The franchising sector is a significant part of the Australian economy
Franchising in Australia has grown exponentially over the last half century to achieve the position of being one of the most important sectors of the economy. Starting off in the early 1970s with American chains such as KFC, Pizza Hut and McDonald’s, the franchise industry grew by leaps and bounds and Australia today has the second largest number (just behind New Zealand) of franchise outlets per capita in the world.
The number of franchise systems grew from 693 in 1998 to 1160 in 2014, while the total number of franchisees increased from 43,800 to 79,000 in the same period. The number includes 70,000 business format franchised units and an additional 9000 company owned units. Additionally, there are 6120 fuel retail units and 4598 motor vehicle retail outlets. Given these figures it is not surprising that the number of franchise outlets per capita in Australia is thrice that in the United States.
The sales turnover of business format franchising units grew to $65 billion in 2014, up from $62 billion in 2011. In addition to this figure motor vehicle sales were at $38 billion and fuel retail stood at $41 billion, making for a franchising sector of $144 billion which accounts for almost 10% of the GDP of the country. The franchising industry employed 461,000 people in 2014, 155,000 of whom were permanent full-time employees, 125,000 permanent part-time and 181,000 casual employees.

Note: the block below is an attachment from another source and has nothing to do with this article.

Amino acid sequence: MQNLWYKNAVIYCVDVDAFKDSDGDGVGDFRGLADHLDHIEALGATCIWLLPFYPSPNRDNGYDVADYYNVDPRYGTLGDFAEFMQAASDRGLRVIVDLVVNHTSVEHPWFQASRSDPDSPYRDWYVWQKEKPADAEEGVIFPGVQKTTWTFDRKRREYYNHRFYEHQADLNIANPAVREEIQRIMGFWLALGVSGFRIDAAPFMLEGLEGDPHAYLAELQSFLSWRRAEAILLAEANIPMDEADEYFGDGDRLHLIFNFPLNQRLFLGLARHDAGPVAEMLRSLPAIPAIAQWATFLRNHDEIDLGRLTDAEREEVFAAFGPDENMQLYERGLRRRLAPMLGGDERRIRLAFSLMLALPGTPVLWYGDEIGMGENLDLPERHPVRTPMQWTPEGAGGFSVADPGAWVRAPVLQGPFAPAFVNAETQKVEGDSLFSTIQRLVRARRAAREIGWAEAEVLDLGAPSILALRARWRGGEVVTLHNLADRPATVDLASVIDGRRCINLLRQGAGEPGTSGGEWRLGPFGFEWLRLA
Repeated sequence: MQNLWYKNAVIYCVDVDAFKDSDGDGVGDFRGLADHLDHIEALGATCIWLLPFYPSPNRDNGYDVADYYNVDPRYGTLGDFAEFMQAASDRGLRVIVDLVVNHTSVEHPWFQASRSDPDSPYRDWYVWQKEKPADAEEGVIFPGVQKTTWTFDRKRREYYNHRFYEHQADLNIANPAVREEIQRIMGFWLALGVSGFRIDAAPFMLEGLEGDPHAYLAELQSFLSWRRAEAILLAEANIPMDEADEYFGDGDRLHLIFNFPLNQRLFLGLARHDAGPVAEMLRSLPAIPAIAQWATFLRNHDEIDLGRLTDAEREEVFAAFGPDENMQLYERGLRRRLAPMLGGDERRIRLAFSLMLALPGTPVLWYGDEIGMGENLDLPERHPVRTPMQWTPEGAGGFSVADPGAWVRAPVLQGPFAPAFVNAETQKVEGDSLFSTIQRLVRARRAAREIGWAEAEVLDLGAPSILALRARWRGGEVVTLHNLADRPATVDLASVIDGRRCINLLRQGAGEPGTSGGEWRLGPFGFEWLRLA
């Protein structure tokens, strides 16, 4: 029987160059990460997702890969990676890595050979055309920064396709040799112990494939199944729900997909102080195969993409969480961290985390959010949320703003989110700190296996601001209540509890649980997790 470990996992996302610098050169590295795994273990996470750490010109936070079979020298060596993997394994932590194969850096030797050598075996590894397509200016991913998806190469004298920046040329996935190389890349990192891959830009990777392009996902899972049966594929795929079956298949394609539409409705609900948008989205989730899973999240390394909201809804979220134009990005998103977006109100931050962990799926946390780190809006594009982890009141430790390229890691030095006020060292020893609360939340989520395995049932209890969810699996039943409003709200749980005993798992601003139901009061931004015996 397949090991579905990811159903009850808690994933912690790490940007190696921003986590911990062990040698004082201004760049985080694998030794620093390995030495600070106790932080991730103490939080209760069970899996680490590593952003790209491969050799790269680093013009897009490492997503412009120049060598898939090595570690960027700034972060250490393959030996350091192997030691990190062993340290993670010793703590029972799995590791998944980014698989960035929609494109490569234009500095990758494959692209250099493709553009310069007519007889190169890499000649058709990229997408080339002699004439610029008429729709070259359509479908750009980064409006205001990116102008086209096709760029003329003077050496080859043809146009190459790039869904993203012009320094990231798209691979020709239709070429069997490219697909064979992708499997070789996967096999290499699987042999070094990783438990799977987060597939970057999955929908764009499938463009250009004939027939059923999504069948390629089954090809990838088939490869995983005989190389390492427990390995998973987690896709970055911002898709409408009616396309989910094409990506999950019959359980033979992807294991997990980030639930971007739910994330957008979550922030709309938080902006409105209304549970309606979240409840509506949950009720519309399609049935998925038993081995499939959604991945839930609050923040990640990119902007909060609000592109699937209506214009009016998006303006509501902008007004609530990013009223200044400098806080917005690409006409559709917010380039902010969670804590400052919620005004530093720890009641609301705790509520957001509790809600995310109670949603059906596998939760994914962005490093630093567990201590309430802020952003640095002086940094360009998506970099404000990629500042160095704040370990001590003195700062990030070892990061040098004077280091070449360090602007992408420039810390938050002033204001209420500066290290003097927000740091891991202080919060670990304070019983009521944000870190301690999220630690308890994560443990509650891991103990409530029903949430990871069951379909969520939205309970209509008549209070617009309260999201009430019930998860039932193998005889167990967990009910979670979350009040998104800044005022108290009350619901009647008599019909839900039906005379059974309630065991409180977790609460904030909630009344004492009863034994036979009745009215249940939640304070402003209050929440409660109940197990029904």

Success of franchising in Australia
Chairman of the Franchise Council of Australia, Warren Wilmot, has this to say regarding the success of franchising in the country, “Geographically, Australia is the world’s sixth largest country so solid business networks are required to service the market effectively. Franchising makes an important contribution not just in capital cities but in regional centres and rural Australia. Strong systems and compliance and substantial charitable and community involvement make the franchise business excellent corporate citizens at federal, state and local community levels. It is these attributes that make brands with a national footprint attractive to investors who may otherwise not have the opportunity to work for themselves”.
The core of the franchise concept is the idea of the brand. This is the face which is presented to the customer and it evokes trust, confidence and comfort. The brand is represented by a symbol or a logo but ultimately it is intangible and stands for the consistency, standardisation and familiarity which represents the attraction for the customer.
A business format franchised unit has a complete plan for managing and operating the establishment, furnished by the franchisor. There is very little scope for deviation from the prescribed formula and the success of the outlet is greatly influenced by the franchisee’s ability to adhere to the rules and the franchisor’s capacity to implement them.
The reason for the consistent success of the franchise model of business in Australia is the self-sufficient and entrepreneurial spirit of its citizens. The government has played its part and implemented a robust framework for this sector which ensures that both the franchisor and the franchisee have to perform their respective roles in a fair manner.
Article re-published from BusinessViewOceania Website.